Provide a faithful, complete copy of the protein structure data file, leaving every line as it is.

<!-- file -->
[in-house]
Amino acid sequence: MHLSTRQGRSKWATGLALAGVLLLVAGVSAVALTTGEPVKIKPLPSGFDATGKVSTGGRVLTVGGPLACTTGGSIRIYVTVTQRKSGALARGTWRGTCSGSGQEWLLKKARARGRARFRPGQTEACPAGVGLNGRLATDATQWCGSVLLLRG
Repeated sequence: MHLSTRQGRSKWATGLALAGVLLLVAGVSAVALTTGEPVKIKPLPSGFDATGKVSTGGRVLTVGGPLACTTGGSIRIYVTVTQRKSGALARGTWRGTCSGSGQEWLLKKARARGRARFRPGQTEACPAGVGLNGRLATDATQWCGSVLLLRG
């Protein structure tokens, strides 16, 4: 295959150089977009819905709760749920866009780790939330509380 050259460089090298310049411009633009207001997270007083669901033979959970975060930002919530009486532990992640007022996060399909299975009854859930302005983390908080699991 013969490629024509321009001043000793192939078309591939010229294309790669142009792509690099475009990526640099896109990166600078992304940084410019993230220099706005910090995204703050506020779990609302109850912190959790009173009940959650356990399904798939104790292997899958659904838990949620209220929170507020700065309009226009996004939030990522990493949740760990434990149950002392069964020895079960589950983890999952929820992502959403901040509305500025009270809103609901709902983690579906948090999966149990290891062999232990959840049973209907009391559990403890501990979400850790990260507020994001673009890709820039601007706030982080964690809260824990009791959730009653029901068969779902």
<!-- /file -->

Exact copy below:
[in-house]
Amino acid sequence: MHLSTRQGRSKWATGLALAGVLLLVAGVSAVALTTGEPVKIKPLPSGFDATGKVSTGGRVLTVGGPLACTTGGSIRIYVTVTQRKSGALARGTWRGTCSGSGQEWLLKKARARGRARFRPGQTEACPAGVGLNGRLATDATQWCGSVLLLRG
Repeated sequence: MHLSTRQGRSKWATGLALAGVLLLVAGVSAVALTTGEPVKIKPLPSGFDATGKVSTGGRVLTVGGPLACTTGGSIRIYVTVTQRKSGALARGTWRGTCSGSGQEWLLKKARARGRARFRPGQTEACPAGVGLNGRLATDATQWCGSVLLLRG
């Protein structure tokens, strides 16, 4: 295959150089977009819905709760749920866009780790939330509380 050259460089090298310049411009633009207001997270007083669901033979959970975060930002919530009486532990992640007022996060399909299975009854859930302005983390908080699991 013969490629024509321009001043000793192939078309591939010229294309790669142009792509690099475009990526640099896109990166600078992304940084410019993230220099706005910090995204703050506020779990609302109850912190959790009173009940959650356990399904798939104790292997899958659904838990949620209220929170507020700065309009226009996004939030990522990493949740760990434990149950002392069964020895079960589950983890999952929820992502959403901040509305500025009270809103609901709902983690579906948090999966149990290891062999232990959840049973209907009391559990403890501990979400850790990260507020994001673009890709820039601007706030982080964690809260824990009791959730009653029901068969779902």